by Laura Cattell Noll, Assistant Program Manager
In the last decade, communities throughout the Potomac River Watershed have taken substantive action to prevent litter, clean up communities and protect the water we drink. Local jurisdictions in the Washington DC region have been national leaders in disposable bag laws, polystyrene foam bans and innovative social marketing campaigns.
The Maryland General Assembly is looking at the successes of these local jurisdictions and considering a state-wide ban on polystyrene. Commonly known as Styrofoam, polystyrene use poses risks to human health and threatens our drinking water.
A volunteer carries a large block of Styrofoam found on the shore of the Potomac River during a cleanup.
When hot food or beverages are placed in polystyrene food containers, they can leach toxic chemicals directly into our food. Scientists have found that most Americans have residues of these chemicals in their bodies. Because it is lightweight and floats, discarded polystyrene containers are often carried by runoff to storm drains and eventually end up in local waterways. Over time, the polystyrene breaks into small pieces, but never decomposes. These small pieces absorb chemicals from the water and are readily ingested by fish.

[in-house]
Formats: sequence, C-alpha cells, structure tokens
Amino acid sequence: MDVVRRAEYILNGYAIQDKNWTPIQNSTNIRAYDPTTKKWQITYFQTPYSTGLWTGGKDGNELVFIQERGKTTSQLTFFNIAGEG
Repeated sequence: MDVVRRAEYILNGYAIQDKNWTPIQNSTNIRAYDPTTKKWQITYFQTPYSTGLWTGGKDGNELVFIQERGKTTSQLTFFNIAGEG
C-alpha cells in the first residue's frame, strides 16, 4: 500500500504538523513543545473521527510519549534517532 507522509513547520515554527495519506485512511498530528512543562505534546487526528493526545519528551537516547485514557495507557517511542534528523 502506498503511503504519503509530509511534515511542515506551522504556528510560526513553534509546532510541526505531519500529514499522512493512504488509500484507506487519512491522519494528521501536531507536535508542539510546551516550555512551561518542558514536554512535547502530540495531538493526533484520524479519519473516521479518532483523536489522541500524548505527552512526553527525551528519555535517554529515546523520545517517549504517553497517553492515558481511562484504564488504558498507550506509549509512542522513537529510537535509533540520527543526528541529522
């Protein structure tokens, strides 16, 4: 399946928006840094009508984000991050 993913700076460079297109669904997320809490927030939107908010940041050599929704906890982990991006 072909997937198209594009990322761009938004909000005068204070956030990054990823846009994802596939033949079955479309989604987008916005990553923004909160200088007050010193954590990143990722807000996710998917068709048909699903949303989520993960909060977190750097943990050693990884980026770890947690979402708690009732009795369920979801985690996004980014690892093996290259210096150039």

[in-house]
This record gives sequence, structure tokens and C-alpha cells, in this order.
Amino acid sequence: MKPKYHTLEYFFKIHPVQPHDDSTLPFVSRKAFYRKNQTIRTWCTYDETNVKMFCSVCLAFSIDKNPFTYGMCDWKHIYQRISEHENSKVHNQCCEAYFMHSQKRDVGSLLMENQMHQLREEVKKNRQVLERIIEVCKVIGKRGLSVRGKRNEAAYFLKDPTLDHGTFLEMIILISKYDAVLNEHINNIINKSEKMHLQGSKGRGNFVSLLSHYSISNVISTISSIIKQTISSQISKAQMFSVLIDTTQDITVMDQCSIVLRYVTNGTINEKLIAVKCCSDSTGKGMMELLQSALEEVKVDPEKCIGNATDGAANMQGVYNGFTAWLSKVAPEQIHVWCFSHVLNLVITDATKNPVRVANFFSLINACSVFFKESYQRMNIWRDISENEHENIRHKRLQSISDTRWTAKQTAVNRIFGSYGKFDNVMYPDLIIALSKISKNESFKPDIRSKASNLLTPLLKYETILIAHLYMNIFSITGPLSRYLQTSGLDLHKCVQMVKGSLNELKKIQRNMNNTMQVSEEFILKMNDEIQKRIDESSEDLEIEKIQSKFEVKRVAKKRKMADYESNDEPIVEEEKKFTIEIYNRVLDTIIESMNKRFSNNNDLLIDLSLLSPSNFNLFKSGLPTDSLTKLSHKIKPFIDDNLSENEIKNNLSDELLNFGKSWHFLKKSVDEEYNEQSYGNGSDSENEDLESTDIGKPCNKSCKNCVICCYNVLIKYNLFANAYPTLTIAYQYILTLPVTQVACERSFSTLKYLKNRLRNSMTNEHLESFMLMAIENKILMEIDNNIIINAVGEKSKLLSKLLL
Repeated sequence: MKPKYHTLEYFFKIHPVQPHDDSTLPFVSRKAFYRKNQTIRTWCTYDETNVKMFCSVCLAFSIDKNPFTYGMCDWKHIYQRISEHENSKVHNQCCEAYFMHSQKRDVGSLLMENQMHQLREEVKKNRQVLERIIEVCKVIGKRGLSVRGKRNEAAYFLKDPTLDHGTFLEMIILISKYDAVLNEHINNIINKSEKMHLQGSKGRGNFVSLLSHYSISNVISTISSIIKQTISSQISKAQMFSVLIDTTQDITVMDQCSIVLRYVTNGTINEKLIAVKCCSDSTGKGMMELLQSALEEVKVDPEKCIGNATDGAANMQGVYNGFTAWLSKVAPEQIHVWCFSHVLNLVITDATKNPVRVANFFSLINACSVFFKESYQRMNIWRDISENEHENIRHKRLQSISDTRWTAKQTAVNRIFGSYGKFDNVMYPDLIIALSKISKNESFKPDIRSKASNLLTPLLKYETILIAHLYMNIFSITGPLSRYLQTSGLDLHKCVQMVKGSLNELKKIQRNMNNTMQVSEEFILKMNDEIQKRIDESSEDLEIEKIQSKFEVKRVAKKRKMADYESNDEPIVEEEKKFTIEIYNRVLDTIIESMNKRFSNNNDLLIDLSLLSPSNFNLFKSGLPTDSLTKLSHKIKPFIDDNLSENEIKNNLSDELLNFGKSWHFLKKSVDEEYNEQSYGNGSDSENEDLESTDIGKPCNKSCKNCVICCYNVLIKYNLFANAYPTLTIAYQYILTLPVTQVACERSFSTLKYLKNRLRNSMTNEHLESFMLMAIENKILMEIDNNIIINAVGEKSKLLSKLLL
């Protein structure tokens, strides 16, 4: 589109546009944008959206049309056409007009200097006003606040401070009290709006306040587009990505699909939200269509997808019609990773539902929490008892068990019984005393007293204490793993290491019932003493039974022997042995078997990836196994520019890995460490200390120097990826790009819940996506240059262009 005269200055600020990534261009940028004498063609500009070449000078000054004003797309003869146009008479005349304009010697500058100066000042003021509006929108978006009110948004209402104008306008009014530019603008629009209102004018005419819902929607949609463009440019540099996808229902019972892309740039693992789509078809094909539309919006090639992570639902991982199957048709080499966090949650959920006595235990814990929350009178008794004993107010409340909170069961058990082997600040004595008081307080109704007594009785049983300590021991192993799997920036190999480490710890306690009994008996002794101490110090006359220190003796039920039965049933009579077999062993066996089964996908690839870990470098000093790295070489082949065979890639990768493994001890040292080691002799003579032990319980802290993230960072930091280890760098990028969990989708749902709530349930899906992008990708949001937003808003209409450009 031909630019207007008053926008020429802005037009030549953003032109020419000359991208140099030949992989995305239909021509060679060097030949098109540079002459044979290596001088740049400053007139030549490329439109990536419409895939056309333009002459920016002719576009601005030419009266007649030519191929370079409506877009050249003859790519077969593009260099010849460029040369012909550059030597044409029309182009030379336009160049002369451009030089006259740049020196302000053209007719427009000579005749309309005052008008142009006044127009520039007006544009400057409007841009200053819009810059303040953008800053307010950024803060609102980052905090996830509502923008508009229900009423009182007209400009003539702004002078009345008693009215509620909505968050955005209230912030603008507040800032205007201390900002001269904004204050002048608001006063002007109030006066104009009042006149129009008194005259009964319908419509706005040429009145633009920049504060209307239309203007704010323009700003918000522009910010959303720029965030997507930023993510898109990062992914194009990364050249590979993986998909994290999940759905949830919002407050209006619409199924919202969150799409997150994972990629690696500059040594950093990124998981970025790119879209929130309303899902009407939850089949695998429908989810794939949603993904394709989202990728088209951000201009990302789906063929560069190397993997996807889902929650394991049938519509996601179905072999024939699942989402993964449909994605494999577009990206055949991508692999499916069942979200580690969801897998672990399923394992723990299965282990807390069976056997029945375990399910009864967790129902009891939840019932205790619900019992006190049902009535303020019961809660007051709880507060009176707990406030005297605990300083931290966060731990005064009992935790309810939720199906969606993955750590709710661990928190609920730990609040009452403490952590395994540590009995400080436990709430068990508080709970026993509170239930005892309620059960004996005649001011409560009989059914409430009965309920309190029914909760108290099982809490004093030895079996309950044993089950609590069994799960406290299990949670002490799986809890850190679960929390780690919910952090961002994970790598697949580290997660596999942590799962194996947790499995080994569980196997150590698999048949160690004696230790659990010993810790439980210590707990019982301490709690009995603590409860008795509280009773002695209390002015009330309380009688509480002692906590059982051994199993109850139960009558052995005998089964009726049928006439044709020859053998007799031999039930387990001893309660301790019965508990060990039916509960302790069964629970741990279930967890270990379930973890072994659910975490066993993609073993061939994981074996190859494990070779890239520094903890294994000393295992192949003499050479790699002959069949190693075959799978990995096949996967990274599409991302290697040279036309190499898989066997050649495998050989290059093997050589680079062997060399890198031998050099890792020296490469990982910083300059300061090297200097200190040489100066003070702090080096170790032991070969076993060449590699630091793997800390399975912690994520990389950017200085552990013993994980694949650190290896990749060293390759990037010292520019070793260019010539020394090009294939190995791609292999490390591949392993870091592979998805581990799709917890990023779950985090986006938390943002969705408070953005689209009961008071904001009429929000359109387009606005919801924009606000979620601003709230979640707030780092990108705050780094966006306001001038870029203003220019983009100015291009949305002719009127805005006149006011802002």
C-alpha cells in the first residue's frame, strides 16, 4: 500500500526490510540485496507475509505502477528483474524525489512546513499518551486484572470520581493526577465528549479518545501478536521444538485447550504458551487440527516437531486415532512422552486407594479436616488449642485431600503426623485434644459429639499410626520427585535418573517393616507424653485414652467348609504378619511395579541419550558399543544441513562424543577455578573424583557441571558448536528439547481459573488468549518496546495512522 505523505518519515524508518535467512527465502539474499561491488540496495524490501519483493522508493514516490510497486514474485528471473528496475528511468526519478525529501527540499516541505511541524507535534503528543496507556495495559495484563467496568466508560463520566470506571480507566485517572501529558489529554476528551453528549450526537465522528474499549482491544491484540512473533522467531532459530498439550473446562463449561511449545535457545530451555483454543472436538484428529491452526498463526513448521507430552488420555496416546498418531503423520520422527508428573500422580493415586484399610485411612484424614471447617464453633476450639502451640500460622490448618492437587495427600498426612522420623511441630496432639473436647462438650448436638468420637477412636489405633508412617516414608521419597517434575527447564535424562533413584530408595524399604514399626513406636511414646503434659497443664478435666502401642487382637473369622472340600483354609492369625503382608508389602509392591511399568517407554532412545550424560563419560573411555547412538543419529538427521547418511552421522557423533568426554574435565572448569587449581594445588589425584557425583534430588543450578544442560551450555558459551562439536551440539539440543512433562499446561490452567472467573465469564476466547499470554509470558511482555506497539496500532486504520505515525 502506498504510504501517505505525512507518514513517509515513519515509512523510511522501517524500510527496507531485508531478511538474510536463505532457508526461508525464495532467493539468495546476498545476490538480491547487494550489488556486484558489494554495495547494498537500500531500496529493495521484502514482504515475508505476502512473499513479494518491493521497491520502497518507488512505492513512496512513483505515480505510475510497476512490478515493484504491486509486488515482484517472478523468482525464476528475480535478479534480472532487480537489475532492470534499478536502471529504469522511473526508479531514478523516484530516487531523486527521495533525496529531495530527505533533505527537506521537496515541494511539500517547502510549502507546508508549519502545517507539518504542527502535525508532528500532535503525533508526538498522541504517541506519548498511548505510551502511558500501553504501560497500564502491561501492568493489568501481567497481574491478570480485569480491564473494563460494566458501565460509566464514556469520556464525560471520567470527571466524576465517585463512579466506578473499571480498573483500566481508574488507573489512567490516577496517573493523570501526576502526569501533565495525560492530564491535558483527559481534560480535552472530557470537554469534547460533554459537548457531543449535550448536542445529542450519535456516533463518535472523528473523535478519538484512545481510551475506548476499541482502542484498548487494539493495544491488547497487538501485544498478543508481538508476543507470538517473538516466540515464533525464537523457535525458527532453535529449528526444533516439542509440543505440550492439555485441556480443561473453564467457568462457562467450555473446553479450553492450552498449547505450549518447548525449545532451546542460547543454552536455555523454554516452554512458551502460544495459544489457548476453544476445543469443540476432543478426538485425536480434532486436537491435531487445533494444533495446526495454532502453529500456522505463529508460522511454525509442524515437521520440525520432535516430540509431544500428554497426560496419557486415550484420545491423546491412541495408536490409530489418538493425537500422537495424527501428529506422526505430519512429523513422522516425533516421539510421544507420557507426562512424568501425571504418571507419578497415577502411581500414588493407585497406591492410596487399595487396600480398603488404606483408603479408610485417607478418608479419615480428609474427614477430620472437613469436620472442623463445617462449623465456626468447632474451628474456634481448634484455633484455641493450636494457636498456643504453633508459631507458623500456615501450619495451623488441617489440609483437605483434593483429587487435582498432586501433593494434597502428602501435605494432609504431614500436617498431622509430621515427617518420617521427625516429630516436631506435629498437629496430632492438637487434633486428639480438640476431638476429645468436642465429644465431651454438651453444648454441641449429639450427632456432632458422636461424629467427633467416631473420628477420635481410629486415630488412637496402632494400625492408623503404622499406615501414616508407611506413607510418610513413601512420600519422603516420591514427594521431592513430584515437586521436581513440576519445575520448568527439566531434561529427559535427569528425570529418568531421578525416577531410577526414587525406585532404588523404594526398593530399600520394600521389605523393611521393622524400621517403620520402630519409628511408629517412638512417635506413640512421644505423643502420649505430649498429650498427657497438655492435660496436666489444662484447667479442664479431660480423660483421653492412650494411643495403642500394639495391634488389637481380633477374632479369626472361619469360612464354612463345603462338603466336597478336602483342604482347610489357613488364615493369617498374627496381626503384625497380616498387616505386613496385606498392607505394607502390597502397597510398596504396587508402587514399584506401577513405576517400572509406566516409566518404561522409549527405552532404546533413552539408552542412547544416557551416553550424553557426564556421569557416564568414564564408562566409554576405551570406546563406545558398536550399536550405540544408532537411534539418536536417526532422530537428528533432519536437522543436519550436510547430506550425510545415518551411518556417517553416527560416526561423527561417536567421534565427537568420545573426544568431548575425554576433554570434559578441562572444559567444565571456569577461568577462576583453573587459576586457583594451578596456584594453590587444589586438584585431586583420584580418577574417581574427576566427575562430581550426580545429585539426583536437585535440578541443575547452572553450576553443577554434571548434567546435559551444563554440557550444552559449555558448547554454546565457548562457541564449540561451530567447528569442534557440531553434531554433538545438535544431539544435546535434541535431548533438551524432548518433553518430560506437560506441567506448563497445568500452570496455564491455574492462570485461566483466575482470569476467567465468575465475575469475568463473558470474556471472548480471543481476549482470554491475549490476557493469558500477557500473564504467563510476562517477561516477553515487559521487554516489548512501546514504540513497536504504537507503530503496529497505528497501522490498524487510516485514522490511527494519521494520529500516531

For the last 29 years, the Alice Ferguson Foundation has organized the Annual Potomac River Watershed Cleanup in collaboration with hundreds of partners throughout the region. Since its inception, more that 150,000 volunteers have removed more than 7 million pounds of trash. Our volunteers have consistently found that polystyrene food containers represent a significant portion of the trash in our communities and waterways.
Together we can make polystyrene a thing of the past! What will you do to help?
- Call your legislator and tell them you support Senate Bill 186 and House Bill 229.
- Pledge to go foam free by bringing your own reusable coffee mug.
- Sign-up to volunteer for clean land, safe water and healthy communities.